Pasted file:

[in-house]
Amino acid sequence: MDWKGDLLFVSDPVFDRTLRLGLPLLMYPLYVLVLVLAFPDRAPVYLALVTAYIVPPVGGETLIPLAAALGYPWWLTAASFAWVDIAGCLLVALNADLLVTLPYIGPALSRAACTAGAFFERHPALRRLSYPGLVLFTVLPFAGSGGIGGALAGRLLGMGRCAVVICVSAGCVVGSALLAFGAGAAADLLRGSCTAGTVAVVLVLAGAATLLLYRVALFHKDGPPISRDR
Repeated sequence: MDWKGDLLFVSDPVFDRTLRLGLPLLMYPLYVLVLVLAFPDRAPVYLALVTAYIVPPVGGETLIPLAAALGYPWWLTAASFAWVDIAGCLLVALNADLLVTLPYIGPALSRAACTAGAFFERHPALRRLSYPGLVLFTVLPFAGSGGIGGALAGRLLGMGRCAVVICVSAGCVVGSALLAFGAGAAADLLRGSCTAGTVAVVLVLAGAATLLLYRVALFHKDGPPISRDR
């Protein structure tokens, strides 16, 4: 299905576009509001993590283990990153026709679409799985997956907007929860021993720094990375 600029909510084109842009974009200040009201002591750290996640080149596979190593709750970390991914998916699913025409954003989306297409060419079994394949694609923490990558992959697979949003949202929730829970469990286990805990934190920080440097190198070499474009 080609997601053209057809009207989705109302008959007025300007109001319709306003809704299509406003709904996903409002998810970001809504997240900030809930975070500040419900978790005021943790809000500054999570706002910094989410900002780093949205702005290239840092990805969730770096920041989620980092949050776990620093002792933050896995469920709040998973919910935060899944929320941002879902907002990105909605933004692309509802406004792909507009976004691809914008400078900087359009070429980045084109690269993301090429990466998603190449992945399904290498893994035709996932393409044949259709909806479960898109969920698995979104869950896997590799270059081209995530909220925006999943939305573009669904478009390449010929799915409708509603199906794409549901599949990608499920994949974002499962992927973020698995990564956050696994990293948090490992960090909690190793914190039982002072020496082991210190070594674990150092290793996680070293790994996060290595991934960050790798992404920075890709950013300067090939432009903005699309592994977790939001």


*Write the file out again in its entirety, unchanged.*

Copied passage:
[in-house]
Amino acid sequence: MDWKGDLLFVSDPVFDRTLRLGLPLLMYPLYVLVLVLAFPDRAPVYLALVTAYIVPPVGGETLIPLAAALGYPWWLTAASFAWVDIAGCLLVALNADLLVTLPYIGPALSRAACTAGAFFERHPALRRLSYPGLVLFTVLPFAGSGGIGGALAGRLLGMGRCAVVICVSAGCVVGSALLAFGAGAAADLLRGSCTAGTVAVVLVLAGAATLLLYRVALFHKDGPPISRDR
Repeated sequence: MDWKGDLLFVSDPVFDRTLRLGLPLLMYPLYVLVLVLAFPDRAPVYLALVTAYIVPPVGGETLIPLAAALGYPWWLTAASFAWVDIAGCLLVALNADLLVTLPYIGPALSRAACTAGAFFERHPALRRLSYPGLVLFTVLPFAGSGGIGGALAGRLLGMGRCAVVICVSAGCVVGSALLAFGAGAAADLLRGSCTAGTVAVVLVLAGAATLLLYRVALFHKDGPPISRDR
């Protein structure tokens, strides 16, 4: 299905576009509001993590283990990153026709679409799985997956907007929860021993720094990375 600029909510084109842009974009200040009201002591750290996640080149596979190593709750970390991914998916699913025409954003989306297409060419079994394949694609923490990558992959697979949003949202929730829970469990286990805990934190920080440097190198070499474009 080609997601053209057809009207989705109302008959007025300007109001319709306003809704299509406003709904996903409002998810970001809504997240900030809930975070500040419900978790005021943790809000500054999570706002910094989410900002780093949205702005290239840092990805969730770096920041989620980092949050776990620093002792933050896995469920709040998973919910935060899944929320941002879902907002990105909605933004692309509802406004792909507009976004691809914008400078900087359009070429980045084109690269993301090429990466998603190449992945399904290498893994035709996932393409044949259709909806479960898109969920698995979104869950896997590799270059081209995530909220925006999943939305573009669904478009390449010929799915409708509603199906794409549901599949990608499920994949974002499962992927973020698995990564956050696994990293948090490992960090909690190793914190039982002072020496082991210190070594674990150092290793996680070293790994996060290595991934960050790798992404920075890709950013300067090939432009903005699309592994977790939001």